If yours has been growing on a moss-covered pole, use the same method, but cut one branch at a time further down the pole, sometimes near ground level, sometimes near the middle. Never just trim off the branches near the top of the pole: they’ll just produce new branches from the top and the plant will soon look as ungainly as ever. If the pole is too short. I suggest removing it entirely rather than trying to attach a new piece to the top of the old one (a sure way to make even the healthiest philodendron look tacky) and replacing it with one much higher, then trimming the plant back severely. Old branches seldom look right when tied back on: new ones, however, will quickly grow to cover the entire pole. Do try and keep the pole moist so the roots can anchor themselves solidly.

You can accomplish this by watering the pole as well as the soil and by spraying it at least once a day (I know one person who claims he keeps the pole moist by putting an ice cube on it every morning and every evening!) If not, just use twist ems to hold the stems in place.

Cold Shoulder

Tough as they may be, philodendrons do not like cold drafts, so keep them away from open doors in the winter. The same goes for the full-summer sun unless the plant has had a chance to adapt slowly to the brighter light. Use a good potting soil—light and airy, yet containing some real soil—when you repot this plant more than once every 3 or 4 years or so when they’ll let you know they need more root space by drying out too quickly from one watering to the next. Unless conditions are really good, this is one plant that doesn’t need much fertilizer. Monthly applications of a diluted high fertilizer are just fine.


If you want more philodendrons, no problem!

Just stick the cut-off ends of the stems you trim into any potting soil and keep moist. Philodendrons will also root much better in water than most plants, even growing for years with no soil, but that’s no way to grow specimen plants!

Of course, if philodendrons are being grown because they are so tough, should you really be wasting good growing space on them when any corner will do? I think so, but my solution is to buy two of them and to move them around. One can spend a month in the dark corner while its companion recuperates in a bright window. It won’t mind at all and that way you can have beautiful specimens in very poor conditions indeed. Who says you can’t have your cake and eat it too!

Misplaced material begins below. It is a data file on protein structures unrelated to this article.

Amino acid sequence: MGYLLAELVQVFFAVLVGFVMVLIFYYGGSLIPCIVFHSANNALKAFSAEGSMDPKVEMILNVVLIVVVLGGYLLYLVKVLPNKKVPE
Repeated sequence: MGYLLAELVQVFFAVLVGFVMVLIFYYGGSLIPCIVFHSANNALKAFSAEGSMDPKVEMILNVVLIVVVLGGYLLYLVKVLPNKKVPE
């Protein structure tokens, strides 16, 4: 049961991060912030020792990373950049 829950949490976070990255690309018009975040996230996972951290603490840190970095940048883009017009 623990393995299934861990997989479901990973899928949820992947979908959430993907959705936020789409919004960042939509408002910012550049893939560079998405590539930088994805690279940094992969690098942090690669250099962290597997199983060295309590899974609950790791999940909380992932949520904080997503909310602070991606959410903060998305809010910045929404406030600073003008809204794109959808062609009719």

Thaumatophyllum bipinnatifidum
Thaumatophyllum bipinnatifidum. Photo: cultivar413

Other Philodendrons

The heartleaf philodendron goes under many Latin names, but the correct one is now apparently Philodendron hederaceum. There are also many other philodendrons worth trying, but most need very good light to do well and are not nearly as adaptable as our old-fashioned heart-leaved friend. Some, such as Thaumatophyllum bipinnatifidum, (a particularly easy one, by the way) are “tree” philodendrons, that is they grow upright with no support and form a solid “trunk”. Their ungainly aerial roots, which in this case stretch out as much as down, seeking to support the plant’s stem, can simply be cut off. However most of these rapidly outgrow the average home (I once grew a T. bipinnatifidum from seed to a 6-foot wide specimen in only a little over a year).

Velvet philodendron (Philodendron hederaceum var. hederaceum)
Velvet philodendron (Philodendron hederaceum var. hederaceum). Photo: Dan Jones

Others are climbers like the heartleaf philodendron. Many of the modern hybrids with reddish to nearly black leaves or mottled coloring are just beautiful in a bright spot, but quickly languish if humidity and light are lacking. One favorite of mine is the velvet philodendron (Philodendron hederaceum var. hederaceum) with smaller coppery heart-shaped leaves that have a velvety touch: it’s relatively easy to grow, although not as tolerant as its cousin.

Epipremnum aureum.
Epipremnum aureum. Photo: Joydeep


Then, of course, there is also the pothos, a philodendron look-alike from Asia. Presently going by the name Epipremnum aureum, the pothos has leaves variegated in gold or, in cultivar ‘Marble Queen’, white. It is nearly as hardy as the heartleaf philodendron and its bright colors will certainly lighten up a dark room! Under good conditions, not only do the leaves get bigger and bigger, but they began to split along the edges like a Monstera deliciosa, the Swiss cheese plant, another philodendron relative.

Syngonium podophyllum
Syngonium podophyllum ‘Emerald Green’. Photo: Jerzy Opio?a.

And you might also want to try another “toughie”, the Arrowhead plant or Syngonium podophyllum. Keep this one trimmed back by removing any branches that start to trail: it really loses any charm it may have had once it tries to climb. There are some particularly beautiful new selections of this plant, such as the very compact ‘White Butterfly’, with white-veined green leaves that become almost entirely white under good light and the pink-variegated dwarf. ‘Pinky’.

Philodendrons and friends are top choices for home growing if you don’t have quite the best conditions or the greenest thumb you would like. They’re true survivors in every sense of the word!

1 comment on “The Survivors: Heartleaf Philodendron

  1. Love my philly. Cut the stragglers regularly and it has maintained a lovely shape for years. At work the landlord has several of these hanging in sconce-like holders under the flourscent ceiling lighting at regular intervals in the windowless halls on all seven floors. They are kept dusted and cared for and really give a visual boost to the area. They have thrived for at least 12 years that I am aware of. Good article!